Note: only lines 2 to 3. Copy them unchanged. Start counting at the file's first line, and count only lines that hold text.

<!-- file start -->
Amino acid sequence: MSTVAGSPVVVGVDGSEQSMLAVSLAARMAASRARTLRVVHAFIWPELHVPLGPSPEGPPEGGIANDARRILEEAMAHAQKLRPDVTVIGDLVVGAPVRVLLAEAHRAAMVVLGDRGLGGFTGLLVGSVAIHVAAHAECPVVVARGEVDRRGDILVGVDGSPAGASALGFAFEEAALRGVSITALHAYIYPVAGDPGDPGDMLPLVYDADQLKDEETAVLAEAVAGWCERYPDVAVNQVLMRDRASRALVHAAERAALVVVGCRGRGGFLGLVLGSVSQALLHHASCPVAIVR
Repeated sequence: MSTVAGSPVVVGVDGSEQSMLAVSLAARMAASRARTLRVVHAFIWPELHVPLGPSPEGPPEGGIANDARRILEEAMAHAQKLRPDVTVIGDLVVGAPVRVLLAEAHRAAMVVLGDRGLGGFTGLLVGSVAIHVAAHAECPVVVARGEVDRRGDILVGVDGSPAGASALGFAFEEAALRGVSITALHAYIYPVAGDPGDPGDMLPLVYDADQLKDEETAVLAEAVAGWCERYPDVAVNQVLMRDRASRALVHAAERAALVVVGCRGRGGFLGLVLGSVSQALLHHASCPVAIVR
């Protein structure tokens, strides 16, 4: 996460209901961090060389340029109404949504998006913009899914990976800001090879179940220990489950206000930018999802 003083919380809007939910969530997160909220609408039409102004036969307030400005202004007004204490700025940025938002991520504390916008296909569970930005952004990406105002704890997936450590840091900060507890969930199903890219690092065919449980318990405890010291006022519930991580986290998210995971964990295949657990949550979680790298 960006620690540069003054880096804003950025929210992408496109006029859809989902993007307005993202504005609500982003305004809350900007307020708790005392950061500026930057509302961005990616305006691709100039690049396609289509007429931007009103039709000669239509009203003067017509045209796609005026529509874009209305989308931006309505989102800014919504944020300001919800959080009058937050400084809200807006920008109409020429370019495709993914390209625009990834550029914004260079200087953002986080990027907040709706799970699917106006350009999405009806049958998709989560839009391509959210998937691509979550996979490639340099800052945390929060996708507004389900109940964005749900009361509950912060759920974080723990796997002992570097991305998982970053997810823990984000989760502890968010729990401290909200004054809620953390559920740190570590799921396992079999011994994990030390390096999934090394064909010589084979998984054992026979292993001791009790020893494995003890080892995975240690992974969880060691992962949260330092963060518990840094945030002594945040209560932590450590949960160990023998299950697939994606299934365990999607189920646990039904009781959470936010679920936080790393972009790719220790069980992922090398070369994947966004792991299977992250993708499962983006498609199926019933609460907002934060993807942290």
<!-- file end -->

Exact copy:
Repeated sequence: MSTVAGSPVVVGVDGSEQSMLAVSLAARMAASRARTLRVVHAFIWPELHVPLGPSPEGPPEGGIANDARRILEEAMAHAQKLRPDVTVIGDLVVGAPVRVLLAEAHRAAMVVLGDRGLGGFTGLLVGSVAIHVAAHAECPVVVARGEVDRRGDILVGVDGSPAGASALGFAFEEAALRGVSITALHAYIYPVAGDPGDPGDMLPLVYDADQLKDEETAVLAEAVAGWCERYPDVAVNQVLMRDRASRALVHAAERAALVVVGCRGRGGFLGLVLGSVSQALLHHASCPVAIVR
């Protein structure tokens, strides 16, 4: 996460209901961090060389340029109404949504998006913009899914990976800001090879179940220990489950206000930018999802 003083919380809007939910969530997160909220609408039409102004036969307030400005202004007004204490700025940025938002991520504390916008296909569970930005952004990406105002704890997936450590840091900060507890969930199903890219690092065919449980318990405890010291006022519930991580986290998210995971964990295949657990949550979680790298 960006620690540069003054880096804003950025929210992408496109006029859809989902993007307005993202504005609500982003305004809350900007307020708790005392950061500026930057509302961005990616305006691709100039690049396609289509007429931007009103039709000669239509009203003067017509045209796609005026529509874009209305989308931006309505989102800014919504944020300001919800959080009058937050400084809200807006920008109409020429370019495709993914390209625009990834550029914004260079200087953002986080990027907040709706799970699917106006350009999405009806049958998709989560839009391509959210998937691509979550996979490639340099800052945390929060996708507004389900109940964005749900009361509950912060759920974080723990796997002992570097991305998982970053997810823990984000989760502890968010729990401290909200004054809620953390559920740190570590799921396992079999011994994990030390390096999934090394064909010589084979998984054992026979292993001791009790020893494995003890080892995975240690992974969880060691992962949260330092963060518990840094945030002594945040209560932590450590949960160990023998299950697939994606299934365990999607189920646990039904009781959470936010679920936080790393972009790719220790069980992922090398070369994947966004792991299977992250993708499962983006498609199926019933609460907002934060993807942290």